But even with so much careful preparation, the chances of the projectssucceeding are not that high, admits Ivan Bond, senior researcher at IIED, whohas been working with Schuyt on the watershed project. “If we get four out often sites we’ll have done very well,” says Bond, a Zimbabwean who has spentmost of his life in the developing world.

“These are extremely complex arrangements where you must have clear-cutbenefits to both sides.” It’s still worth a shot, he adds. “Neitherconservation nor development are risk-free zones, especially if you are doingsomething right.”

All of which means there’s an increasingly urgent need to come up with newapproaches. For its part, Forum for the Future is working with Enviromarket, theDepartment for International Development and the International FinanceCorporation to develop a financial instrument which could match the long-termliabilities of pension funds with the long-term assets of sustainably managedforests. It has considerable promise, though as Alice Chapple acknowledges:“The idea is simple – but the practicalities are not.”

In his Nature article, McCauley said that morality, rather thanmoney, must be the motivating force for conservation. And he cited theinternational ban on commercial whaling, the US national parks system, and theCITES ivory trade ban as battles won on moral grounds.

“Why polarise the debate?” asks Bond. “We need a multidisciplinaryapproach, with different processes to deal with different problems. The world isa complicated place.” He’s not convinced by some of McCauley’s goodexamples, either. The proliferation of elephant populations since the CITES banhas had a “horrific” impact on biodiversity in Botswana and Zimbabwe. Andattempts in East Africa and elsewhere in the developing world to replicate theexclusion of humans from national parks and protected areas are unjust andineffective, he claims. “The conservation world should have realised that theutter exclusion and displacement of people is not a good thing.”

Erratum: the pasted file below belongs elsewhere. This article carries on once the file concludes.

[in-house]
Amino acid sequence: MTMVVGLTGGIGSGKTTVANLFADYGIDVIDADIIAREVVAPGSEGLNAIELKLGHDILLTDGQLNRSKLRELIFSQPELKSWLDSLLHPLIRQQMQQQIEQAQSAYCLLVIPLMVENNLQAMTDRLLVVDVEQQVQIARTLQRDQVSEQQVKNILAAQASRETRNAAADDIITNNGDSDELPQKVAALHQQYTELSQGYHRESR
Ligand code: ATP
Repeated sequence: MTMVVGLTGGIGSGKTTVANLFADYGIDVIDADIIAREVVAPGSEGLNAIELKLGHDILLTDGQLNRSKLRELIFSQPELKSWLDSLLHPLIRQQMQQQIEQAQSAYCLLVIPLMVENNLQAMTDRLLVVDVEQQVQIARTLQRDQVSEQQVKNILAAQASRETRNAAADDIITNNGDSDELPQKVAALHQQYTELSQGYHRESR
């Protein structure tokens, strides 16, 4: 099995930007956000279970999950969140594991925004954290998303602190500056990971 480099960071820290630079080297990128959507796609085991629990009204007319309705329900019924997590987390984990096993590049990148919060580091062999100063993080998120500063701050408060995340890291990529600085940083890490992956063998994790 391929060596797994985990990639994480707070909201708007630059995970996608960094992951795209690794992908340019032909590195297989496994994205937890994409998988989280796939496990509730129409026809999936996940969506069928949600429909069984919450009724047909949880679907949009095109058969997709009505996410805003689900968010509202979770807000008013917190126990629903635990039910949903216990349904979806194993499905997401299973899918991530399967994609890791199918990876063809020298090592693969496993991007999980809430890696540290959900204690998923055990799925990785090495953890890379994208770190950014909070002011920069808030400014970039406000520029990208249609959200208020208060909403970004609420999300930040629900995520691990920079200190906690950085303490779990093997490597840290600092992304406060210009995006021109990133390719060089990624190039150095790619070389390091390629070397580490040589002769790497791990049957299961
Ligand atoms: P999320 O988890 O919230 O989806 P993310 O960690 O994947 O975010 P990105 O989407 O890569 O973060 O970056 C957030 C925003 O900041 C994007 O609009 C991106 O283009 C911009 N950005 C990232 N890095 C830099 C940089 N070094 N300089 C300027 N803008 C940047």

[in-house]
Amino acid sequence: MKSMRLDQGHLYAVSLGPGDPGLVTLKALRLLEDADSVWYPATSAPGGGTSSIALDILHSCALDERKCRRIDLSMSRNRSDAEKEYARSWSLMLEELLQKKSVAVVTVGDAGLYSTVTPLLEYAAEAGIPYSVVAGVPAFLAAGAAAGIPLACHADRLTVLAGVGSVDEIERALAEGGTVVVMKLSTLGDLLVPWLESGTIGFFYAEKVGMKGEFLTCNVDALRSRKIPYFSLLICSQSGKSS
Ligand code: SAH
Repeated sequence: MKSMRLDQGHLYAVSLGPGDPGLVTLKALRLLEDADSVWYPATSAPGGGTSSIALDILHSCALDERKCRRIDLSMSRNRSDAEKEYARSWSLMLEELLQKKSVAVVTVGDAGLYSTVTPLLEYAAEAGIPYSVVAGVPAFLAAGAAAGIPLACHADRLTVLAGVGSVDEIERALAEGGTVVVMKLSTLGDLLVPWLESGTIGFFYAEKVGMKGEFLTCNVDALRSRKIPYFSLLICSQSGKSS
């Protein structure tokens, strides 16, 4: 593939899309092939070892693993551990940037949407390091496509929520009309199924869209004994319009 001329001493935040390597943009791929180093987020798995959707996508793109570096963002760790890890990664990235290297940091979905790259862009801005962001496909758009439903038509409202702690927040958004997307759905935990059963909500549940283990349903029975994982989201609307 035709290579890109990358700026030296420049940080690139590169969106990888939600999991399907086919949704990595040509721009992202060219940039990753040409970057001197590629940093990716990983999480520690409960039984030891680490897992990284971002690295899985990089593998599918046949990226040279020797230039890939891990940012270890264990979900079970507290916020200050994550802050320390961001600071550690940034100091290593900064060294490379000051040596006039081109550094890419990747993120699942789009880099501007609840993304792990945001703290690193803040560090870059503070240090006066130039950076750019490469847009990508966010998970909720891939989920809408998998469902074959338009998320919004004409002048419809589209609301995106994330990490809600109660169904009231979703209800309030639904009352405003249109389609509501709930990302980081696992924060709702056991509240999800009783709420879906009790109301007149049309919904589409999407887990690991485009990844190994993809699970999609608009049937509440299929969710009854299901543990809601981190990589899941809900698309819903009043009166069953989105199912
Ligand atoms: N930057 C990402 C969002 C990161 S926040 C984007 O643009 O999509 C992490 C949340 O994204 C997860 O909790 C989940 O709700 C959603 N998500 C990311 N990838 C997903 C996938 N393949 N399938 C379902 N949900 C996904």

Value for money?

Maryanne Grieg-Gran says McCauley has got it wrong in saying PES devalues thebits of nature that bear no price tag. “It’s about trying to identify groupsor individuals who might benefit from the services and want to contribute tomaintain them,” she says. “Valuation is done, but knowing it’s only partof the picture. With regulation you may not be putting a value on anything.It’s almost a recipe for doing nothing.”

Yet questions remain over the long-term effectiveness of paying forecological services, too. Research on a widely applauded scheme in Mexico, thatpaid landowners not to cut down trees, showed that as little as 11% of the land‘secured’ was actually at high risk from deforestation. And critics havepoured doubt on claims that the recent increase in forest cover in Costa Rica isdown to PES. 

Such difficulty in proving ‘additionality’ has prevented deforestationfrom being allowed as part of the Kyoto carbon-trading process. But this couldbe changing. There is growing pressure from a coalition of countries, includingPapua New Guinea and Costa Rica, for it to be included. The Stern report arguesthat with 20% of global CO2emissions related to tropical deforestation – twice as much as from transport– the price of continuing to exclude forests from the carbon trading mechanismis too great.

And many conservationists agree. Take Indonesia, says WWF. Unless there isfinancial reward for maintaining forests, there will be little to stop thembeing chopped down for palm oil production. “The forecasts for palm oilproduction are terrifying,” says Beatrix Richards, head of forest tradingpolicy at WWF. “If it carries on expanding at this rate it will eat straightinto the pristine areas that are left. We need a whole range of tools in ourarmoury to fight this.”